He would perform some basic analysis and plot some graphs in R. I asked him why I would need to go through this drama of writing foreign scripts to plot simple charts. I gave a list of other “easy” software I could use to perform the same tasks like MS Excel.

I kept asking questions. I even suggested another version of R with a Graphical User Interface (R Commander) that could accomplish the same tasks.

The class ended after two hours. I learnt nothing other than that there is new software that can be used to do things in harder and more complicated ways.

I returned to the class a second time

About a week later, I was back for the same training session with the same trainer. I did not understand any of the concepts the first time, so I thought I should attend another session to aid my understanding.

He repeated the same things from the first class to the second class. It didn’t help my confusion. This time, I asked fewer questions because I tried to understand them.

After two hours, the classes ended, and I left. I understood nothing — same confusion.

I attended the same introductory class about 3 or 4 times more. I got nothing. In fact, the tutor became familiar with my full name. I am sure he had seen it pop up in his registration list repeatedly. I am sure he wondered what I was doing and why I kept coming back for an introductory course. I had attended a few other training classes he led, so he knew I was not dumb.

I kept asking myself why. I hadn’t found a helpful answer to why I would need to write these complex codes to complete these simple tasks.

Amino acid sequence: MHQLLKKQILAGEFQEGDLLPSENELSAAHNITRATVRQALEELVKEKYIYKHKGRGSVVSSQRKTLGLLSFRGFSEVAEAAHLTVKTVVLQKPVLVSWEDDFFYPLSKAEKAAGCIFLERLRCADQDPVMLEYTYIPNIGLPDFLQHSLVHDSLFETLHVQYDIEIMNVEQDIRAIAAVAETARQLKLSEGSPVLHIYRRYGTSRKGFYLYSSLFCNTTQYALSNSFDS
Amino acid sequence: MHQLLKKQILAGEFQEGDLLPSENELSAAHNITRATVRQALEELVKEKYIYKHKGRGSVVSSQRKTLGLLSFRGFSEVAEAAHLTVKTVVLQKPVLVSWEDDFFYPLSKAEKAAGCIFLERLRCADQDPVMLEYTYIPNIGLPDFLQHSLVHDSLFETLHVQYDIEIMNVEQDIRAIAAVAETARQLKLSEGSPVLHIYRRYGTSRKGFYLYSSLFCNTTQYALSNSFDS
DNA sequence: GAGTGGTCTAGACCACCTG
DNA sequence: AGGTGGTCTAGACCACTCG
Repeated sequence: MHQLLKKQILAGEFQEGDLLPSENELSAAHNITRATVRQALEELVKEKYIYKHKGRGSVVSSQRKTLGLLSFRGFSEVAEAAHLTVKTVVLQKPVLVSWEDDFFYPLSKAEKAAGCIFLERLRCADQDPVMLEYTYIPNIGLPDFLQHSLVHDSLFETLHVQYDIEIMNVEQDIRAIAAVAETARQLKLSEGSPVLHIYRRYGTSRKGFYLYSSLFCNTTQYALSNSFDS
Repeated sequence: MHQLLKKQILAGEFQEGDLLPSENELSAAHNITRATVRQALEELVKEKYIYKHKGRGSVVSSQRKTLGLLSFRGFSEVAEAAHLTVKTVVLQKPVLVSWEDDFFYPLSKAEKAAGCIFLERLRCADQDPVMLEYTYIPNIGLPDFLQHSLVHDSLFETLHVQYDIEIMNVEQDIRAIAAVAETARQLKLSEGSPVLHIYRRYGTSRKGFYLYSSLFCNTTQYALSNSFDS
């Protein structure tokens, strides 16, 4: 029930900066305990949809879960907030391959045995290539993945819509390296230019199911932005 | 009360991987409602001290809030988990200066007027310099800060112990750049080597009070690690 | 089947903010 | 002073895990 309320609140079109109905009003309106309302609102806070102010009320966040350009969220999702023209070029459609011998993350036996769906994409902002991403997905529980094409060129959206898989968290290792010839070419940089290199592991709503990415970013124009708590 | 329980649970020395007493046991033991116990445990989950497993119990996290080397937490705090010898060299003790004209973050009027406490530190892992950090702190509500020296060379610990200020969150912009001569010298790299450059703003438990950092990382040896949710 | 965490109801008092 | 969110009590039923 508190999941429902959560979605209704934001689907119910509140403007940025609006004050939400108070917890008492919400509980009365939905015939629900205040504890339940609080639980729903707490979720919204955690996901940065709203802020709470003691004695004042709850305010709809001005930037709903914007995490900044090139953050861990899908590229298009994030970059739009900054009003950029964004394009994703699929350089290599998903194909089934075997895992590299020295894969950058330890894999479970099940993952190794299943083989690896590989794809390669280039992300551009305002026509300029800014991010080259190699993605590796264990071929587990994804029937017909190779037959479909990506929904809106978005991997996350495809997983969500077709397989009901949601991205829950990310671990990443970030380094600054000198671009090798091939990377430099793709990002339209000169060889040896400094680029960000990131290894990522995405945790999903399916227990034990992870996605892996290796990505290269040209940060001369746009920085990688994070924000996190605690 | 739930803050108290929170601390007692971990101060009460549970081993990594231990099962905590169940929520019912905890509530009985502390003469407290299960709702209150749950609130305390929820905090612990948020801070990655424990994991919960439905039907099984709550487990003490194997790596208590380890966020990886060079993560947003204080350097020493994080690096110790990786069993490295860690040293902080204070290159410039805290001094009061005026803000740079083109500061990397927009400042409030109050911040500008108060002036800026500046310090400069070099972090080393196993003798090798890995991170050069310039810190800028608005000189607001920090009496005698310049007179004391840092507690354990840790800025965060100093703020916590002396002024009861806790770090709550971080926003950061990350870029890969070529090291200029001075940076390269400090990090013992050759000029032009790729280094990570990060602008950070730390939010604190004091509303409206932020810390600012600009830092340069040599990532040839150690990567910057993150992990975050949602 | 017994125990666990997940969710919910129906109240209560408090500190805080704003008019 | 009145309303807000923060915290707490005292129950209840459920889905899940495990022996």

The Final Encounter

As a Master of Public Health student, I had to work on a dissertation. As part of this research, I had to work with primary or secondary data, which was quite large, dirty and complex. It took me days to manipulate and summarise this data into the shape I wanted using Excel.

Halfway into this project, I realised I used an old dataset. There was a newer version. I felt terrible but had had no choice other than to begin afresh.

It took me a couple of days to get through, but I finished in time to submit my dissertation. I did not have advanced Excel skills, so it might take other Excel gurus less time to complete the task.

So, one day, I expressed an interest to have a one-on-one problem-solving session with my R tutor. Students and staff had the opportunity to meet with trainers to solve a particular data problem using R.

I had said to myself: let’s see how this guy would solve this problem with this software.

One morning, I headed to the school library and there he was waiting at the library. I handed him the excel files I used for my projects and showed him the expected output.

We sat down, and he coded my one week’s worth of hard work in half-hour!


I said, hang on! What if the data changed the following month (since I initially used the wrong data and had to re-do the project). He said: of yeah, that’s easy. You just run the script over the new dataset. I pointed him to a new dataset, and BOOM!!!, we had the new results in less than one minute.

Oh, sugar! Where were you when I was preparing my thesis (my thoughts)?

He saved the scripts as a file, emailed it to me, and said I could run it anytime I had a new dataset.

I still remember this day. It felt like the day the earth shook. I happily returned home with the scripts and did not go to bed that night until I repeated all the steps to ensure they made sense.

Closing thoughts

I hope my personal learning experience has given you a few ideas on how to learn anything you want if you develop a genuine interest and are persistent through the process.

Sometimes, it takes a lot of persistence to understand the benefits of a new lesson or subject to you. It might also be helpful if you try to envision the end from the beginning and use the new lesson or learnings to solve a familiar problem.

The final encounter changed my life. I would not imagine being where I am today if I didn’t take this extra step to challenge him to solve a familiar problem. It helped me land multiple jobs and doubled my income as well.

Whatever it is, you are learning. Remember, don’t give up — success is just around the corner.

Good luck with your learning journey. Let’s connect on LinkedIn.